CFA CFA General Drum Roll Please: I Thought we Ought to pursue other candidates

Drum Roll Please: I Thought we Ought to pursue other candidates

  • This topic has 7 replies, 5 voices, and was last updated May-17 by Sarah.
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    • Sarah
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      After writing the CFA exam and taking care of four months of personal affairs that had been ignored I was back to full time job hunting which explains my lack of presence here. But fear not I haven’t forgotten you guys and I still lurk around cleaning up spam.

      To be perfectly candid I am mostly frustrated with the job hunt process and constantly remind myself that winners never quit (Fall down seven stand up eight – Japanese proverb). But this blog post isn’t about venting of my interview failures. It is about the feedback that you receive after they have delivered the final verdict.

      Usually I consider myself lucky when feedback is given so I can correct and adjust my answers for my next interview. Assess what I did wrong and hopefully get it right the next time. Usually feedback isn’t given at all because of potential litigations or lack of political correctness or simply companies do not want to give away their hiring formula.

      I recently had an interview at one of the major banks in Canada, yea! And as luck would have it I made it to the final round interview.

      The interview format was different than what I was used to. The interview consisted of a group activity, an individual activity and an hour of questioning with 4 different managers – brutal! The interview was slightly longer than three hours and an interesting experience to say the least.

      The point of this blog is the feedback as I mentioned before and it warrants a blog post because it is the weirdest feedback ever received to date. I’ve gotten too talented or overqualified (though I don’t really trust the recruiter when they say that).

      I received a call at home because I didn’t pick up my cell phone and the recruiter in an nervous voice delivered that I wasn’t selected because in the managers own words I was “condescending”, “rigid” and, “the my way take the highway” type of person. I was floored because I generally avoid confrontations to a fault and generally very agreeable or so I like to think – it is what their personality test said about me. When I further inquired if I came across as rude she insisted I was perfectly polite but “guarded” which was ….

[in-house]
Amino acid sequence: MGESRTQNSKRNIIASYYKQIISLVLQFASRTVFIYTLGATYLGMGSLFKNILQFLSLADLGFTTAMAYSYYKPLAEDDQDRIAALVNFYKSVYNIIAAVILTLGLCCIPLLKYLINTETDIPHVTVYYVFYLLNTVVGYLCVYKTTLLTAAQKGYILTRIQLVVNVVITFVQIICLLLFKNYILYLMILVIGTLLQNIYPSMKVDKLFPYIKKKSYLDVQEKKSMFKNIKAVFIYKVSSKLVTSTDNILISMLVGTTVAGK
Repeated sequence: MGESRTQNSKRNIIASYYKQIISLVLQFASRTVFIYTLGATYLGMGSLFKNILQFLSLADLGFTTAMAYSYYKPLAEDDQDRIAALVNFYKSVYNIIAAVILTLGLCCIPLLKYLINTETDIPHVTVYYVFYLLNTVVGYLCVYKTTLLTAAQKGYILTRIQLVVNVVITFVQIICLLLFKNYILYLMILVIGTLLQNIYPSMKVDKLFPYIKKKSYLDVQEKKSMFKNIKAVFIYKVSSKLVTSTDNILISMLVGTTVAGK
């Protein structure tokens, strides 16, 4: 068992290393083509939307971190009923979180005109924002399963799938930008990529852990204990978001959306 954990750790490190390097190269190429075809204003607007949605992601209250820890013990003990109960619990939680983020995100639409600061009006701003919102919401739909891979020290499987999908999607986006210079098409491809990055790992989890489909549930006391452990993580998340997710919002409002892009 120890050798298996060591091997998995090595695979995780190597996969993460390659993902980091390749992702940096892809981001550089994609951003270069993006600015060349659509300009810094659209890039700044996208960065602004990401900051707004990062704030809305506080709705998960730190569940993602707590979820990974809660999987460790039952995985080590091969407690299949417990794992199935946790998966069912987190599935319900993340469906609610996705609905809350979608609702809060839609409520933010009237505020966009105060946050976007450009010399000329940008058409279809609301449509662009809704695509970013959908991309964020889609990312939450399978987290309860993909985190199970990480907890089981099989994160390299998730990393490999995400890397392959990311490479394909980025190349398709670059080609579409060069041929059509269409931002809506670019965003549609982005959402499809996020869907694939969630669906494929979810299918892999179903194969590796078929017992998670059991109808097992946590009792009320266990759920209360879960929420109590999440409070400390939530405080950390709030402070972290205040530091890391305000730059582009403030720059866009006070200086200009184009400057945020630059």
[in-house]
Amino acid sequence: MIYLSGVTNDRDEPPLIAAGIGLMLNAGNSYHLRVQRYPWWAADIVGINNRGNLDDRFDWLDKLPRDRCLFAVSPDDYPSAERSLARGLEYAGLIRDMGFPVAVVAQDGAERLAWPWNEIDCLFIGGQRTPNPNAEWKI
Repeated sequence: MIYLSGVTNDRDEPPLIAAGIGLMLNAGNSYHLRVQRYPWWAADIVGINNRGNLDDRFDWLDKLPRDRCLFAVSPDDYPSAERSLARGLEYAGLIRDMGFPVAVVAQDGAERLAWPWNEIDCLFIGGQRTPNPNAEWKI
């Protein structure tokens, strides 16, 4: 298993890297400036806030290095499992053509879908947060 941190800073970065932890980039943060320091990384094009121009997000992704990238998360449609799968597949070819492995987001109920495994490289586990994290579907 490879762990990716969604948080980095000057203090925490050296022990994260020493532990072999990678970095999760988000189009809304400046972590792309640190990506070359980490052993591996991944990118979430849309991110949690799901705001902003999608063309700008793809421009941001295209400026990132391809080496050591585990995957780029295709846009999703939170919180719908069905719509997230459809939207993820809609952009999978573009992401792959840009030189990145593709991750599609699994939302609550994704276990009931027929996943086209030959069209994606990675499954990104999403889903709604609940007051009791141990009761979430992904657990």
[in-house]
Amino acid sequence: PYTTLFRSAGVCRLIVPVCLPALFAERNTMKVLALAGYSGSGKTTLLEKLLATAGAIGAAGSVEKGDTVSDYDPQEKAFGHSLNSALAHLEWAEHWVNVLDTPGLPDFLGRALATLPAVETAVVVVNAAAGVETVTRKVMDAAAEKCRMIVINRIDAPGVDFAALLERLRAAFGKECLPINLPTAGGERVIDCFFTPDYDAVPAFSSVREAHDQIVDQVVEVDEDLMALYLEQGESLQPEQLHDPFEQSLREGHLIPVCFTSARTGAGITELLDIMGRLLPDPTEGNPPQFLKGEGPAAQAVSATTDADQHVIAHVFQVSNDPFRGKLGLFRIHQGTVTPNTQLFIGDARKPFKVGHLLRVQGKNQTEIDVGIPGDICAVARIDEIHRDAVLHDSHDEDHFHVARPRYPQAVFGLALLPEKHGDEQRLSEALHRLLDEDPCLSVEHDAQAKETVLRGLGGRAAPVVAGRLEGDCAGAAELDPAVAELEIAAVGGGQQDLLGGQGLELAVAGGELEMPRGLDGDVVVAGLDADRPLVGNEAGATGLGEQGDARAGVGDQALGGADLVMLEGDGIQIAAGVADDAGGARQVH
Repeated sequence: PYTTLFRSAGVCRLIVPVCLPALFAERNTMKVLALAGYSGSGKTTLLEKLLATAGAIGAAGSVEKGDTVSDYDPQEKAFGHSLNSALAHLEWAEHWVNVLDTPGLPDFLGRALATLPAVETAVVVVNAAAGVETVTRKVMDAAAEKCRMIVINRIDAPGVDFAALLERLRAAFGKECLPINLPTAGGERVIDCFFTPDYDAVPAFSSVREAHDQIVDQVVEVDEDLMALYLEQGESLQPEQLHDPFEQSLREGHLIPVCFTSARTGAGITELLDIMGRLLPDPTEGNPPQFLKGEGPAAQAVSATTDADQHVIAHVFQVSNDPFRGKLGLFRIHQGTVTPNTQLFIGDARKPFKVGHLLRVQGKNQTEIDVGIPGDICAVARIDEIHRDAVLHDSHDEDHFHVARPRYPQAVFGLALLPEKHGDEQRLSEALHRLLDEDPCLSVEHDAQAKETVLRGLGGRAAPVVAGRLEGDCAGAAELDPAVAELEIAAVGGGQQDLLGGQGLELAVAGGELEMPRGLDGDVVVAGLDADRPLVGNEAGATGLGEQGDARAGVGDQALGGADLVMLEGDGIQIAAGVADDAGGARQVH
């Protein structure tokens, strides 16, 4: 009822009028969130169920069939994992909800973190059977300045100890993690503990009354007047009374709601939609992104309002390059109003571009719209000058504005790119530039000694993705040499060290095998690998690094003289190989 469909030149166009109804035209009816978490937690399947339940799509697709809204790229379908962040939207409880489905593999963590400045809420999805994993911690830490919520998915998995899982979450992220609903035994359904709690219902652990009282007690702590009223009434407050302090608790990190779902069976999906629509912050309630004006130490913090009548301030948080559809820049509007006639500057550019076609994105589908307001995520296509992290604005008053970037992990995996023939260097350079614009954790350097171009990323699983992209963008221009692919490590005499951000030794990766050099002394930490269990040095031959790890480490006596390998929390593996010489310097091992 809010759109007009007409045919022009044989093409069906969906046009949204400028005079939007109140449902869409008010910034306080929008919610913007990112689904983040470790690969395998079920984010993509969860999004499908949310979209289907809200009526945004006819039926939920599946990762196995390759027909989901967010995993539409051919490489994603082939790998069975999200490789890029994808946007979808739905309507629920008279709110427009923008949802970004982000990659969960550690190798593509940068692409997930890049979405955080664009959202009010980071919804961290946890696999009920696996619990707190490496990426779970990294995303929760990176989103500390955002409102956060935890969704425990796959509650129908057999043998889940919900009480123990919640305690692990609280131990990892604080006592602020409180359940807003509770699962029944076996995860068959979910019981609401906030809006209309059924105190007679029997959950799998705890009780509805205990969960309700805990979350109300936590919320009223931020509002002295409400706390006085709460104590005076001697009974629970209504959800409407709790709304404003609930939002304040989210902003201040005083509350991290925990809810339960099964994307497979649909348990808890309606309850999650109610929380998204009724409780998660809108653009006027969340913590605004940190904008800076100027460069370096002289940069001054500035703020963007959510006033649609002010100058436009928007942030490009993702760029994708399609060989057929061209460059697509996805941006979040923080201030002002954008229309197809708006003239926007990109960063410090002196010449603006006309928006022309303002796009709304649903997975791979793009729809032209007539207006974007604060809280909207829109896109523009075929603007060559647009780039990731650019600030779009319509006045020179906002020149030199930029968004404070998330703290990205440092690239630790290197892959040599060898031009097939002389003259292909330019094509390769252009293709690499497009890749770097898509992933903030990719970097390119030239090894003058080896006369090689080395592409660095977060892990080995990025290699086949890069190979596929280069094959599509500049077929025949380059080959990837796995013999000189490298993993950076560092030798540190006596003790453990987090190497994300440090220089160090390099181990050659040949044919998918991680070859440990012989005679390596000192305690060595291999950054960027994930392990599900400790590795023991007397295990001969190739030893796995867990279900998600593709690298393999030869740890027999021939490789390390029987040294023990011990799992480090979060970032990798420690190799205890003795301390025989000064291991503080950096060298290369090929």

Aren’t interviews suppose to be formal or was I suppose to be chummy and discuss with them the specifics of the job like I would my latest Korean drama over coffee with my best friend.

      Either way it has been the least helpful and most offensive feedback I have ever received to date, I figured it should be recorded somewhere. I am especially disappointed since it was a major Canadian bank and not some small corporation not caring about public image. This is clearly bothering me far too much because I haven’t been able to sleep and decided to start writing this 5:30 in the morning.

      Cheers and love to hear your opinions and comments!

    • mattyc
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      Wow, sorry to hear about your experience @Sarah. When you ‘inquired further’ was that with the recruiter or one of the interviewing managers? Based on the feedback you received, I’d say someone made their mind up about you very quickly. Since you interviewed with 4 different people, all it takes is one of them to have a personality conflict. You should also consider a scenario in which one of the managers had an agenda to try pushing ahead a different candidate and the best way to do that is to exaggerate or fabricate flaws in the other candidates.